7. The Westing Games

"A bizarre chain of events begins when sixteen unlikely people gather for the reading of Samuel W. Westing's will. And though no one knows why the eccentric, game-loving millionaire has chosen a virtual stranger - and a possible murderer - to inherit his vast fortune, one thing's for sure: Sam Westing may be dead... but that won't stop him from playing one last game!" -Goodreads.com

8. Milk and Honey

"milk and honey is a collection of poetry and prose about survival. It is about the experience of violence, abuse, love, loss, and femininity. It is split into four chapters, and each chapter serves a different purpose, deals with a different pain, heals a different heartache. milk and honey takes readers through a journey of the most bitter moments in life and finds sweetness in them because there is sweetness everywhere if you are just willing to look. " -Goodreads.com

9. Room

"To five-year-old-Jack, Room is the world....

Told in the inventive, funny, and poignant voice of Jack, Room is a celebration of resilience - and a powerful story of a mother and son whose love lets them survive the impossible.

To five-year-old Jack, Room is the entire world. It is where he was born and grew up; it's where he lives with his Ma as they learn and read and eat and sleep and play. At night, his Ma shuts him safely in the wardrobe, where he is meant to be asleep when Old Nick visits.

Room is home to Jack, but to Ma, it is the prison where Old Nick has held her captive for seven years. Through determination, ingenuity, and fierce motherly love, Ma has created a life for Jack. But she knows it's not enough...not for her or for him. She devises a bold escape plan, one that relies on her young son's bravery and a lot of luck. What she does not realize is just how unprepared she is for the plan to actually work.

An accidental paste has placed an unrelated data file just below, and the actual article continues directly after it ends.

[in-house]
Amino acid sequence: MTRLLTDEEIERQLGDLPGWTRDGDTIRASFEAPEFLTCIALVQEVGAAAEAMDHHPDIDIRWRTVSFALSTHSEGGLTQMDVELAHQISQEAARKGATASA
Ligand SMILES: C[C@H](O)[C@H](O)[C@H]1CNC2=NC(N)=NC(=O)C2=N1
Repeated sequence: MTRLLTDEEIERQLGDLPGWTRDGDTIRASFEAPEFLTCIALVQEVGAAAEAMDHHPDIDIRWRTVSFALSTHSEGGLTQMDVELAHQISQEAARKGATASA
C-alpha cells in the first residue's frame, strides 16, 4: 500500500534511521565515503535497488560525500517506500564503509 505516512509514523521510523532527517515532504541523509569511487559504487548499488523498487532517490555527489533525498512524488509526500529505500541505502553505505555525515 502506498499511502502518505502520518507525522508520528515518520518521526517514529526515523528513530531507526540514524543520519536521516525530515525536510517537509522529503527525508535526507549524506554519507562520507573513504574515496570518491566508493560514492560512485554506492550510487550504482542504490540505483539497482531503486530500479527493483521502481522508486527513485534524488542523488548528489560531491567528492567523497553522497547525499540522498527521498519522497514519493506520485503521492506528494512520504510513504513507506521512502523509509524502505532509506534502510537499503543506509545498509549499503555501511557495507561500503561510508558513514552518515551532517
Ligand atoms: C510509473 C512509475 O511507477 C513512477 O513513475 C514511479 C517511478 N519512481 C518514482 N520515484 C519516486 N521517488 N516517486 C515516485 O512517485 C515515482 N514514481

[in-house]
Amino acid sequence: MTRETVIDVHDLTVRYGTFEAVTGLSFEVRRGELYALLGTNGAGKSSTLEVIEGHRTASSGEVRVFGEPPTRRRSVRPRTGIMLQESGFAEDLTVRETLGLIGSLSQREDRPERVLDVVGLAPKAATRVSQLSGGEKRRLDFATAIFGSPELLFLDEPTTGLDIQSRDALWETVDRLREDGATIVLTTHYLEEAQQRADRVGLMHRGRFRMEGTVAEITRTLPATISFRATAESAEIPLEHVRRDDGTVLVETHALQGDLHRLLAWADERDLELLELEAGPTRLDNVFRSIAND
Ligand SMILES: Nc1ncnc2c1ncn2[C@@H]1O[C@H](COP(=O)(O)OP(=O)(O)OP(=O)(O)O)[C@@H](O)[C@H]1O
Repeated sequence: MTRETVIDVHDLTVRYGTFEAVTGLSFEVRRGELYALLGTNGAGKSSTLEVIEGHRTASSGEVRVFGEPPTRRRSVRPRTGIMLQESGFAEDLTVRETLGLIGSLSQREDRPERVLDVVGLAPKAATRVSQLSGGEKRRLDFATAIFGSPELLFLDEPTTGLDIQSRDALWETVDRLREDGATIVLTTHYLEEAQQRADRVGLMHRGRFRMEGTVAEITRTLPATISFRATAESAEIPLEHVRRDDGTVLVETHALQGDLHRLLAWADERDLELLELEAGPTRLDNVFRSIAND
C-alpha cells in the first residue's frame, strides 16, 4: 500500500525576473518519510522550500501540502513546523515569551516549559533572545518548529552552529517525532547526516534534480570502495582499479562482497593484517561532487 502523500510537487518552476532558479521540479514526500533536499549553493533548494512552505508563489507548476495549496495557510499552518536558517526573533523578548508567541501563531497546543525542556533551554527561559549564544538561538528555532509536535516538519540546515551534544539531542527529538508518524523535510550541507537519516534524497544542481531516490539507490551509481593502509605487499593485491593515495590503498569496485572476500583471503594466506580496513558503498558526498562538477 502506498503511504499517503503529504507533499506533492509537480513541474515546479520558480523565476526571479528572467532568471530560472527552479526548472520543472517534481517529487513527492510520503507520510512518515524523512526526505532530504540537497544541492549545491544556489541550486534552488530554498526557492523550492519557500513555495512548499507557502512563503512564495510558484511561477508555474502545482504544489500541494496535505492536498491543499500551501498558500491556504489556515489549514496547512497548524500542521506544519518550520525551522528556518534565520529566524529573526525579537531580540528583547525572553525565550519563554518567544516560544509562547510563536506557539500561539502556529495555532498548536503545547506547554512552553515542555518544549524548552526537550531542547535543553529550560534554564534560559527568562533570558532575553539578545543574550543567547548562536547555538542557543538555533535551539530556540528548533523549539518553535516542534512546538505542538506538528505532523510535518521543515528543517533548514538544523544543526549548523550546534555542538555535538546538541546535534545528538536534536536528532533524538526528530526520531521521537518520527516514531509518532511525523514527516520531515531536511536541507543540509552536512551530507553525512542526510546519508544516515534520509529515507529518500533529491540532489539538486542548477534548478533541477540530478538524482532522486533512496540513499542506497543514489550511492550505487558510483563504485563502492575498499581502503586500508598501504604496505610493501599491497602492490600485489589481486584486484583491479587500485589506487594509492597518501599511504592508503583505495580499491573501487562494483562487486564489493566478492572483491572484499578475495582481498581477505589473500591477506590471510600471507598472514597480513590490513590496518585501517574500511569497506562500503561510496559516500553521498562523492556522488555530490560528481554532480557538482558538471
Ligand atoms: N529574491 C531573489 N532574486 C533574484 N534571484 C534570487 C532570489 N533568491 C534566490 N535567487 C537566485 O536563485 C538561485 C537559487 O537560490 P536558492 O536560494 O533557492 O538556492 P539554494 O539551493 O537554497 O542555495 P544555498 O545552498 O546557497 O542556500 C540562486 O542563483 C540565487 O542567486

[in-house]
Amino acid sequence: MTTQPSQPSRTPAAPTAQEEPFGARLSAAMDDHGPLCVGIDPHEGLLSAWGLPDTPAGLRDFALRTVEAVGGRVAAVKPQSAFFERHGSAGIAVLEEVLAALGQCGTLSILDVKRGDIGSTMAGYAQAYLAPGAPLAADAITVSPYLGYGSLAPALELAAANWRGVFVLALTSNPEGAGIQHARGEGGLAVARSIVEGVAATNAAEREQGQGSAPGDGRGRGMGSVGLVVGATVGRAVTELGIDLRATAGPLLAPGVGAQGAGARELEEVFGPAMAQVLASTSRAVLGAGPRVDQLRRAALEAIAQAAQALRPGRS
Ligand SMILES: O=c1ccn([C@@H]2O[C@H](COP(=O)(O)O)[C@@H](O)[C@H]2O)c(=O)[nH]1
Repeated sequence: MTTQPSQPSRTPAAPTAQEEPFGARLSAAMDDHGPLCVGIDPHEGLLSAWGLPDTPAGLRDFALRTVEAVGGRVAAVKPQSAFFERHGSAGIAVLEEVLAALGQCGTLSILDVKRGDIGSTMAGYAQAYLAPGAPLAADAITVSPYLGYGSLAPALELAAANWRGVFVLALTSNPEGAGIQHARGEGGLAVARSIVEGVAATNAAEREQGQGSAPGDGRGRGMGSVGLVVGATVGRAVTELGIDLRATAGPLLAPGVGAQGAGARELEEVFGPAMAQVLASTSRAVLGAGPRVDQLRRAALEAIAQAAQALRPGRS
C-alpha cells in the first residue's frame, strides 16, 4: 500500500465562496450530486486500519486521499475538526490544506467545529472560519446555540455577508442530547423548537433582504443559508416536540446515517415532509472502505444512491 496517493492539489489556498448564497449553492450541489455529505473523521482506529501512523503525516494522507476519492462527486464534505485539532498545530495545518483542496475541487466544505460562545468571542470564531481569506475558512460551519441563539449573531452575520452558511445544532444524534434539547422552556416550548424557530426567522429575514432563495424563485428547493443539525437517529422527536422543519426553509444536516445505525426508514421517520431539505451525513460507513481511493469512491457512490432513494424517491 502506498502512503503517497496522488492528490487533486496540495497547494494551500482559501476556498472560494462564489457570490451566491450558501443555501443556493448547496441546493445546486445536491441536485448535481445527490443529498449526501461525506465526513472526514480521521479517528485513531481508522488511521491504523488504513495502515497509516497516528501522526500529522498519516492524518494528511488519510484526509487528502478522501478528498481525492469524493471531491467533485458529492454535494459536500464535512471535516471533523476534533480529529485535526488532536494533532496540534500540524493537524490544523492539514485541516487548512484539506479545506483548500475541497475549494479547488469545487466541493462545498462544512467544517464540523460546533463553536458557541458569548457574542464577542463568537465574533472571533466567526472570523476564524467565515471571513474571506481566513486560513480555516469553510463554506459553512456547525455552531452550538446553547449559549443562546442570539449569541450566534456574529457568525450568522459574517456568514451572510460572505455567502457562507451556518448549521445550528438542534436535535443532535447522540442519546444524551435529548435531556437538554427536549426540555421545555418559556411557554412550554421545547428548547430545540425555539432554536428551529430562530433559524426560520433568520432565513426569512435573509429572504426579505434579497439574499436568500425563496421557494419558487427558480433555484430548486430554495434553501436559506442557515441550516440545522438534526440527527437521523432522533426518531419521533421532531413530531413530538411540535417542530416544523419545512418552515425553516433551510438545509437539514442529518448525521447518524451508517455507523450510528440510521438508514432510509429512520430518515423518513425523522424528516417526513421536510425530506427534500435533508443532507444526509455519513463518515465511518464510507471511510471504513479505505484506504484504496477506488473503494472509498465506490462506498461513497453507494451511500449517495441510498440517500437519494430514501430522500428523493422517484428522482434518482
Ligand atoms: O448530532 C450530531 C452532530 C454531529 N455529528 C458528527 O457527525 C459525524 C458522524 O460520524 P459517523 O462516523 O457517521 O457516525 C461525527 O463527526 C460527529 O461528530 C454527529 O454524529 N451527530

Told entirely in the language of the energetic, pragmatic five-year-old Jack, Room is a celebration of resilience and the limitless bond between parent and child, a brilliantly executed novel about what it means to journey from one world to another." -Goodreads.com







10. Replica

"Two Girls, Two Stories, One Book"- Goodreads.com

11. Mother, Can You Not?

"In Mother, Can You NOT?, Kate Siegel pays tribute to the woman whose helicopter parenting may make your mom look like Mother Teresa. From embarrassing moments (like her mother’s surprise early morning visit, catching Kate in bed with her crush) to outrageous stories (such as the time she moved cross country to be near Kate’s college) to hilarious mantras (“NO STD TEST, YOU WON’T BE GETTING SEXED!”), Mother, Can you NOT? lovingly lampoons the lengths to which our mothers will go to better our lives (even if it feels like they’re ruining them in the process)." -kateesiegel.com
Cover Image Credit: 123RF

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A Breakdown Of 'The Despair Event Horizon'

A powerful trope that I use frequently in fiction.